Grover Cleveland is Elected US President
On November 4, 1884, Democrat Grover Cleveland defeated Republican James G. Blaine ending a particularly acrimonious campaign.
The outcome of the presidential race was determined by the electoral vote of New York, which Cleveland won with a plurality of just 1,047 votes. Former Senator and Secretary of the Interior Carl Schurz was among those reform-minded Republicans who crossed party lines—swing votes can make the difference on election day—to support Cleveland, the first Democrat to occupy the White House after the Civil War.
In an effort to address the problem of voter fraud in presidential elections, Congress passed legislation in 1845 requiring the simultaneous selection of presidential electors in each state. Prior to the enactment of this law, states selected presidential electors on different dates. The new law stipulated that presidential electors be selected on the "Tuesday next after the first Monday in the month of November of the year in which they are to be appointed." The 1848 election was the first presidential election in which Americans in every state voted on the same day.
In 1872, legislation was passed that moved election day for the House of Representatives to the same Tuesday in November. The act was amended to include Senate elections after the Seventeenth Amendment was enacted.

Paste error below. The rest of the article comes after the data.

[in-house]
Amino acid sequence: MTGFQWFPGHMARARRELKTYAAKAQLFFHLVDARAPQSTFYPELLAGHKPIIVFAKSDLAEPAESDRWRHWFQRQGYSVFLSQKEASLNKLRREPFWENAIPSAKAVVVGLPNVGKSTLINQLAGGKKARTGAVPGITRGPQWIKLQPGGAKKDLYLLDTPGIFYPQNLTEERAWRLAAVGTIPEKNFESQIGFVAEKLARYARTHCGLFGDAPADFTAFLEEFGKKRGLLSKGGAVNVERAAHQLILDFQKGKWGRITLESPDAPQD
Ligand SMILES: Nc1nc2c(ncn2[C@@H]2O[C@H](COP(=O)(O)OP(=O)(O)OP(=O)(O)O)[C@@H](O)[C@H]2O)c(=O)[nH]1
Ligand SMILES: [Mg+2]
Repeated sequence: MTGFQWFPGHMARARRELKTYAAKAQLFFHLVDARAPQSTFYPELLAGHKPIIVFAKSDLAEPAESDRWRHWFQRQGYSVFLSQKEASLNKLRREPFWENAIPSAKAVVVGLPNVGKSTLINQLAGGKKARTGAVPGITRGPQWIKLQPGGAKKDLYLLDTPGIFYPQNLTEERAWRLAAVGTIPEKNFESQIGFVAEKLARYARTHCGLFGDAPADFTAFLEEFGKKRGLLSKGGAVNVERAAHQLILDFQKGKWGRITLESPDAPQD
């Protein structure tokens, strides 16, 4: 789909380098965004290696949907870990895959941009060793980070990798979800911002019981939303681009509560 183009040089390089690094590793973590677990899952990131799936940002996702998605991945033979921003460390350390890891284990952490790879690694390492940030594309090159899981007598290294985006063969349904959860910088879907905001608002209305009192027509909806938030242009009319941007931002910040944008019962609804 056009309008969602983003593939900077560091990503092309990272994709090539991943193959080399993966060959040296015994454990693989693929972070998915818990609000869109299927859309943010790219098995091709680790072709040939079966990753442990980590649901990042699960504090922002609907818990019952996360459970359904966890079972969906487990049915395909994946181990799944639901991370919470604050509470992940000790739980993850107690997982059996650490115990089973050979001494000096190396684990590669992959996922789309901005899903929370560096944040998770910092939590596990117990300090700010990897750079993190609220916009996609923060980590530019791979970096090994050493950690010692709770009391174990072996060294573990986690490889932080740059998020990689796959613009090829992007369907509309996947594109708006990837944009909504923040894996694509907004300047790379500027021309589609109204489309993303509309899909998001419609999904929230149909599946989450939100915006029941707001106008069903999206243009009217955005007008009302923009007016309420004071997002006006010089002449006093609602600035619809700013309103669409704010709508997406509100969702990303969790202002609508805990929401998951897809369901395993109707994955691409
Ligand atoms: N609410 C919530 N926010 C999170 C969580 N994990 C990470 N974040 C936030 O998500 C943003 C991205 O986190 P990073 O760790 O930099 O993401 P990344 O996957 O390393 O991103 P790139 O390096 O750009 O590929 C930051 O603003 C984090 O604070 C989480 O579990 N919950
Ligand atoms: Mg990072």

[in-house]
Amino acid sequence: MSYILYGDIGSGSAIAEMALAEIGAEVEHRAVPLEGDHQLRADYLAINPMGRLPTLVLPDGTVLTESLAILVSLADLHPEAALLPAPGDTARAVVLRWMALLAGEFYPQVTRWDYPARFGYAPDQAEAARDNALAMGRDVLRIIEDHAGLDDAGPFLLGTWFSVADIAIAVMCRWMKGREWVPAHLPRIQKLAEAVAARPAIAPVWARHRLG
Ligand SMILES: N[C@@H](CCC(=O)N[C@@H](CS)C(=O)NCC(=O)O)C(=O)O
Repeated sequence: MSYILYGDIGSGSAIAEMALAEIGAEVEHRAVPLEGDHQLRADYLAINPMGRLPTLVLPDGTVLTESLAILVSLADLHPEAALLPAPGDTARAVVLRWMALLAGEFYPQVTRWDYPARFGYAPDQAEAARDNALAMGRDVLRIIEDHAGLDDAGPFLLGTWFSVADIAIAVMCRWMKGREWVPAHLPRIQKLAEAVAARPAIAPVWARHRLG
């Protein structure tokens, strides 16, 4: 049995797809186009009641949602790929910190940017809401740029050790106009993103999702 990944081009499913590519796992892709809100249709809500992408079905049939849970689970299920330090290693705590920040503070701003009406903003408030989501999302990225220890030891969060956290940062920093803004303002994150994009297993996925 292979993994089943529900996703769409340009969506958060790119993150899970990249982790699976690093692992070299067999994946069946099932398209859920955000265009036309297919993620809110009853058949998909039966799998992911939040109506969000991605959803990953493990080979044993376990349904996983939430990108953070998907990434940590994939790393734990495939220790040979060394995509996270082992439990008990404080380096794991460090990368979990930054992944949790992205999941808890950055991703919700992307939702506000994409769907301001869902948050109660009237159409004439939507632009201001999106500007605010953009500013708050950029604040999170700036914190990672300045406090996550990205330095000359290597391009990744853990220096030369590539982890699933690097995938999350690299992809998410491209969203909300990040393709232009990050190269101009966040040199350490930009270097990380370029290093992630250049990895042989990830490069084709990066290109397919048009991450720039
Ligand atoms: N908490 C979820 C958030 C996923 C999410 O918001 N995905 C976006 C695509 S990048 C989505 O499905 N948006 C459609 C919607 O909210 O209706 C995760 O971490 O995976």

Stephen Grover Cleveland (March 18, 1837 – June 24, 1908) was both the 22nd and 24th President of the United States. Cleveland is the only President to serve two non-consecutive terms (1885–1889 and 1893–1897) and therefore is the only individual to be counted twice in the numbering of the presidents. He was the winner of the popular vote for President three times—in 1884, 1888, and 1892—and was the only Democrat elected to the Presidency in the era of Republican political domination that lasted from 1860 to 1912. Cleveland's admirers praise him for his honesty, independence, integrity, and commitment to the principles of classical liberalism. As a leader of the Bourbon Democrats, he opposed imperialism, taxes, subsidies and inflationary policies, but as a reformer he also worked against corruption, patronage, and bossism.
Some of Cleveland's actions caused controversy even within his own party. His intervention in the Pullman Strike of 1894 in order to keep the railroads moving angered labor unions, and his support of the gold standard and opposition to free silver alienated the agrarian wing of the Democrats. Furthermore, critics complained that he had little imagination and seemed overwhelmed by the nation's economic disasters—depressions and strikes—in his second term. Even so, his reputation for honesty and good character survived the troubles of his second term. Biographer Allan Nevins wrote, "in Grover Cleveland the greatness lies in typical rather than unusual qualities. He had no endowments that thousands of men do not have. He possessed honesty, courage, firmness, independence, and common sense. But he possessed them to a degree other men do not."
Campaigns were hot, and there was always a big celebration afterwards. Used to have torchlight parades, and the whole town would turn out, either to watch 'em or to march…Each man wore a blue cape and carried a lantern on his shoulder. There were two bands in town, those days, Grilley's band and the Clock Shop band, and they'd both turn out. ”— [E. R. Kaiser], December 15, 1938.